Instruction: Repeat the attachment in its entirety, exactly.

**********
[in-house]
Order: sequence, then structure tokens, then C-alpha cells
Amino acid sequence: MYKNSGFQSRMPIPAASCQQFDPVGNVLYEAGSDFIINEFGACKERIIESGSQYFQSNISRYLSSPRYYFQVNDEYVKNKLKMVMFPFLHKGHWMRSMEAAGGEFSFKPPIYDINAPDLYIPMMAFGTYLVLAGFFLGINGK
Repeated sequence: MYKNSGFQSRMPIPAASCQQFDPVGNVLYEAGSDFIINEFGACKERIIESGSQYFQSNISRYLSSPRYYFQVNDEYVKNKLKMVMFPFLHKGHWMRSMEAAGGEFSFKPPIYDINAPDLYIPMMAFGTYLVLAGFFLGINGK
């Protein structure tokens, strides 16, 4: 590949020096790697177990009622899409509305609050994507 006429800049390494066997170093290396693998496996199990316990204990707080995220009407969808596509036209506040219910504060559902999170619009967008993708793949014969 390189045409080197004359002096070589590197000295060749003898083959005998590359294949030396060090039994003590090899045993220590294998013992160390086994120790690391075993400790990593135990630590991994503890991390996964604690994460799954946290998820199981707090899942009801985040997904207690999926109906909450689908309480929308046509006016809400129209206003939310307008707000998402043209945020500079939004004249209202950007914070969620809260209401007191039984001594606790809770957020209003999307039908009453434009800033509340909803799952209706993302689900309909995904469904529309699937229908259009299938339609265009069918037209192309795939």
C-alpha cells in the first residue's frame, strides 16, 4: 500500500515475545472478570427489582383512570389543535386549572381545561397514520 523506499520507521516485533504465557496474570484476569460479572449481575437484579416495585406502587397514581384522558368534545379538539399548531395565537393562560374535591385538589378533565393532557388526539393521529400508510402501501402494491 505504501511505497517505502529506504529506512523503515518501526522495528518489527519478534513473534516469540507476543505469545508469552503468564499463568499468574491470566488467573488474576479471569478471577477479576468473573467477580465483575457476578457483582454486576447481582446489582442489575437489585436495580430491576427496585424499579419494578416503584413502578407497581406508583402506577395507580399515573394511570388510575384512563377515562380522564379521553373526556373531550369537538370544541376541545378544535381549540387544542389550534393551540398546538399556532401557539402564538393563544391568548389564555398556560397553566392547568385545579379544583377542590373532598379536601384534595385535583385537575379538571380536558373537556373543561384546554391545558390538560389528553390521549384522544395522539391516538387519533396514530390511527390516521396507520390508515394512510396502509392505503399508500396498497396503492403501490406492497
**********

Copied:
[in-house]
Order: sequence, then structure tokens, then C-alpha cells
Amino acid sequence: MYKNSGFQSRMPIPAASCQQFDPVGNVLYEAGSDFIINEFGACKERIIESGSQYFQSNISRYLSSPRYYFQVNDEYVKNKLKMVMFPFLHKGHWMRSMEAAGGEFSFKPPIYDINAPDLYIPMMAFGTYLVLAGFFLGINGK
Repeated sequence: MYKNSGFQSRMPIPAASCQQFDPVGNVLYEAGSDFIINEFGACKERIIESGSQYFQSNISRYLSSPRYYFQVNDEYVKNKLKMVMFPFLHKGHWMRSMEAAGGEFSFKPPIYDINAPDLYIPMMAFGTYLVLAGFFLGINGK
């Protein structure tokens, strides 16, 4: 590949020096790697177990009622899409509305609050994507 006429800049390494066997170093290396693998496996199990316990204990707080995220009407969808596509036209506040219910504060559902999170619009967008993708793949014969 390189045409080197004359002096070589590197000295060749003898083959005998590359294949030396060090039994003590090899045993220590294998013992160390086994120790690391075993400790990593135990630590991994503890991390996964604690994460799954946290998820199981707090899942009801985040997904207690999926109906909450689908309480929308046509006016809400129209206003939310307008707000998402043209945020500079939004004249209202950007914070969620809260209401007191039984001594606790809770957020209003999307039908009453434009800033509340909803799952209706993302689900309909995904469904529309699937229908259009299938339609265009069918037209192309795939």
C-alpha cells in the first residue's frame, strides 16, 4: 500500500515475545472478570427489582383512570389543535386549572381545561397514520 523506499520507521516485533504465557496474570484476569460479572449481575437484579416495585406502587397514581384522558368534545379538539399548531395565537393562560374535591385538589378533565393532557388526539393521529400508510402501501402494491 505504501511505497517505502529506504529506512523503515518501526522495528518489527519478534513473534516469540507476543505469545508469552503468564499463568499468574491470566488467573488474576479471569478471577477479576468473573467477580465483575457476578457483582454486576447481582446489582442489575437489585436495580430491576427496585424499579419494578416503584413502578407497581406508583402506577395507580399515573394511570388510575384512563377515562380522564379521553373526556373531550369537538370544541376541545378544535381549540387544542389550534393551540398546538399556532401557539402564538393563544391568548389564555398556560397553566392547568385545579379544583377542590373532598379536601384534595385535583385537575379538571380536558373537556373543561384546554391545558390538560389528553390521549384522544395522539391516538387519533396514530390511527390516521396507520390508515394512510396502509392505503399508500396498497396503492403501490406492497